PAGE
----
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import java.util.Stack;

public class Primes{
    public static void main(String[]args){
    Stack<Integer> stack = new Stack<Integer>();

    stack.push(null);
    //number of primes to display
    final int NUMBER_OF_PRIMES = 50;
    //number of primes to display per line
    final int NUMBER_OF_PRIMES_PER_LINE = 10;
    //count number of primes
    int count = 0;
    int number = 2;

    System.out.println("The first 50 primes are \n");

    while(count < NUMBER_OF_PRIMES){
        boolean isPrime = true;

    for(int divisor = 2; divisor <= number/2; divisor++){
        if(number % divisor == 0){
            isPrime = false;
            break;
        }
    }
    if(isPrime){
        count++;

        if(count % NUMBER_OF_PRIMES_PER_LINE ==0){
            System.out.println(number);

        }
        else
            System.out.print(number + " ");

    }
    number++;
    }
}
}
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Side note: consider to use Deque instead of Stack: Deque<Integer> stack = new ArrayDeque<Integer>(); (See note in Javadoc of Stack: download.oracle.com/javase/6/docs/api/java/util/Stack.html ) –  Puce Feb 15 '11 at 19:46
    
Use LinkedList instead of ArrayDeque) –  Stas Kurilin Feb 15 '11 at 19:50
    
ok i will try it out and see how far i get. Thanks. –  not looking for answer Feb 15 '11 at 19:52
    
So what is your problem? –  Thomas Jungblut Feb 15 '11 at 19:52
    
Am going to try work on this for a bit thank you for all the suggestions.. Its better i work it out myself.. :) –  not looking for answer Feb 15 '11 at 20:08
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4 Answers

  1. Read the javadoc for Stack and its parent class : Vector
  2. When computing the 50 first prime members, instead of displaying them while you find them, store them in the stack
  3. Once you have finished finding the primes, the stack contains all the primes you found. The smallest one is the first element of the stack, and the biggest one is the last element of the stack. Start another loop from the end of the stack to the beginning to display the primes in descending order.

Note : Stack is an old class that should not be used anymore. You should prefer ArrayList.

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"Note : Stack is an old class that should not be used anymore. You should prefer ArrayList." --- Uuhhh no, ArrayList and Stack solve totally different problems. –  Martin Doms Feb 15 '11 at 19:58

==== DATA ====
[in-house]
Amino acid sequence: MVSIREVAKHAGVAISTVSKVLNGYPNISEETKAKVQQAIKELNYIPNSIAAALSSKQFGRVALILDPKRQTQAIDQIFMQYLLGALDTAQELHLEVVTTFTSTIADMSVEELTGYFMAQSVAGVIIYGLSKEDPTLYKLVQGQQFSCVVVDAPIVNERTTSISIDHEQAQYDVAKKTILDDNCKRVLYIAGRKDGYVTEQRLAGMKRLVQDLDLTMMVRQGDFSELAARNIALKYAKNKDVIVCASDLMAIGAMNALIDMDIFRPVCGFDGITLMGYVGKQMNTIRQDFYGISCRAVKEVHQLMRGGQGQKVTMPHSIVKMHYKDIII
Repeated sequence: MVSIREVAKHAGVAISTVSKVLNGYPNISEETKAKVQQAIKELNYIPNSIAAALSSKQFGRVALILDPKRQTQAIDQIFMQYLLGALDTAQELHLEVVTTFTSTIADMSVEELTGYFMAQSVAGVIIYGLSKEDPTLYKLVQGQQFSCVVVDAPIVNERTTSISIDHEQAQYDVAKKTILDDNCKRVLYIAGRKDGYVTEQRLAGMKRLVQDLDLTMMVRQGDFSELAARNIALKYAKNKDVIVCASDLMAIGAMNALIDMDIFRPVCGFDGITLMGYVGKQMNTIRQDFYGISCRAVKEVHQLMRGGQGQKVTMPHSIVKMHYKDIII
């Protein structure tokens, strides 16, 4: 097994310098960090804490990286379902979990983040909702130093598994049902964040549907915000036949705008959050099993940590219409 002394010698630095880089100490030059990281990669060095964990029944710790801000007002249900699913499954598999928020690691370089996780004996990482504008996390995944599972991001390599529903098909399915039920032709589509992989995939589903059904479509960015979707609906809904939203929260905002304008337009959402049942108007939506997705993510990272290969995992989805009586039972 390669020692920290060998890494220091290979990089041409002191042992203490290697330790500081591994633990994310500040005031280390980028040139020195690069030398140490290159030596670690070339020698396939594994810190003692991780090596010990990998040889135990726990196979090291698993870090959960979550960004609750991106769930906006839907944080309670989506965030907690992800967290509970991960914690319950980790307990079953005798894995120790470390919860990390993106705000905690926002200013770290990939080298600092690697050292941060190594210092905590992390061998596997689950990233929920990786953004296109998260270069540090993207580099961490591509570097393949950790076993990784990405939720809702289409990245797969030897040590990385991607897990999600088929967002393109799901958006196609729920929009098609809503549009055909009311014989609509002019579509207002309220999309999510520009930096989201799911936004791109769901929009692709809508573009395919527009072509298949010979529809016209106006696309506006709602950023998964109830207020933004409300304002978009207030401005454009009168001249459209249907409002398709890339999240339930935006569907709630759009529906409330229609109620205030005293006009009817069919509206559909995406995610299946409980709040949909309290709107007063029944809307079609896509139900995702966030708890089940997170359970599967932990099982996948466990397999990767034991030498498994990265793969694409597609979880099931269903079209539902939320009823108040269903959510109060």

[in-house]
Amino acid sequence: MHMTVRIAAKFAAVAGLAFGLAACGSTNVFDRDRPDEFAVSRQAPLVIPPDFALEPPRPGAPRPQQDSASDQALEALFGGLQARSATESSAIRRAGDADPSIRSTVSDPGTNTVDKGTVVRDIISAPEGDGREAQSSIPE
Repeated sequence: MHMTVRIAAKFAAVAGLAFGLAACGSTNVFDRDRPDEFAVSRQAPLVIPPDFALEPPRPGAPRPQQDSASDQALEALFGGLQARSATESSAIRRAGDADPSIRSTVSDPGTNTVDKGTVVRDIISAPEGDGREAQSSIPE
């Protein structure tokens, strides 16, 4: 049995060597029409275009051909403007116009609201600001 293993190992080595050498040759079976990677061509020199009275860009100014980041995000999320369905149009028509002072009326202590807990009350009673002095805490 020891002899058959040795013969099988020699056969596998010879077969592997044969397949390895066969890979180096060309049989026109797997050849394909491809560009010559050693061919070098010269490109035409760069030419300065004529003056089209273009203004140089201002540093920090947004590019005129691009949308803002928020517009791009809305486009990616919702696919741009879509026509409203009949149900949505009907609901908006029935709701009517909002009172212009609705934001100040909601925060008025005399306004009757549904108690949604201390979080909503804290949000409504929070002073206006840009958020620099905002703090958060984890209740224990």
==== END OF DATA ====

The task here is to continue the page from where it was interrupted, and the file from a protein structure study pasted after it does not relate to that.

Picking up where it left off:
@Martin while you're correct in a sense, you should read the Javadoc for the Stack class, which state that you should probably use something different. Specifically, they mention the Deque interface. @JB In regard to my comment to Martin, that would make the preferred class LinkedList, not ArrayList. This is despite the fact that ArrayList is the typical replacement for Vector. It should also be noted that Vector is not a bad class, it merely has overhead that you typically don't need. –  corsiKa Feb 15 '11 at 20:17
    
But why would you use a List class instead of a Deque? Deque provides the correct constraints and a better interface for solving queuing problems. –  Martin Doms Feb 15 '11 at 20:26
    
@Martin and @glowcoder : since my proposition suggests iterating in reverse order through the stack (which is a Vector, and thus has a relationship to ArrayList) and accessing it by index, ArrayList fits perfectly. There is no need for stack operations (push, pop) in this problem : no need to empty the stack to display the prime numbers. –  JB Nizet Feb 15 '11 at 20:59
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Because it's a homework problem I won't give code, but here's the process, picking up from somewhere within your code.

  1. If number is prime, push it onto the stack.
  2. When the prime finder loop terminates, start popping from the stack in a new loop. The numbers will be popped in descending order (because they were pushed in ascending order).
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First, have a look at Finding prime numbers with the Sieve of Eratosthenes (Originally: Is there a better way to prepare this array?) for a discussion of better ways of finding prime numbers. Then, use the stack to reverse the order, based on the "last in, first out" property.

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One interesting property of a stack is that it can be used to reverse order. This is because the first item to be pushed onto it is the last off.

Imagine if I push the letters of the word "pan" onto a stack, one by one. I first push "p", then "a", then "n". Now, since "n" was the last letter pushed, it is the first one to be popped off the stack. So, when I remove the letters I get "n" followed by "a" followed by "p" - "nap". In such a manner, a stack can be used to reverse a word by considering it as a list of characters.

The same is true for a list of prime numbers. If you have a list of the first NUMBER_OF_PRIMES prime numbers in ascending order (eg: 2, 3, 5, 7 ...), then you can perform the same trick using a stack to change that list into descending order by pushing each onto the stack, then reading them off.

So, what I'd do is each time you detect a prime number, push it onto your stack until there are NUMBER_OF_PRIMES primes on the stack. Then, pop each item off the stack to print them in reverse order.

It might also be worth spinning off your isPrime logic into its own function, once you get things running.

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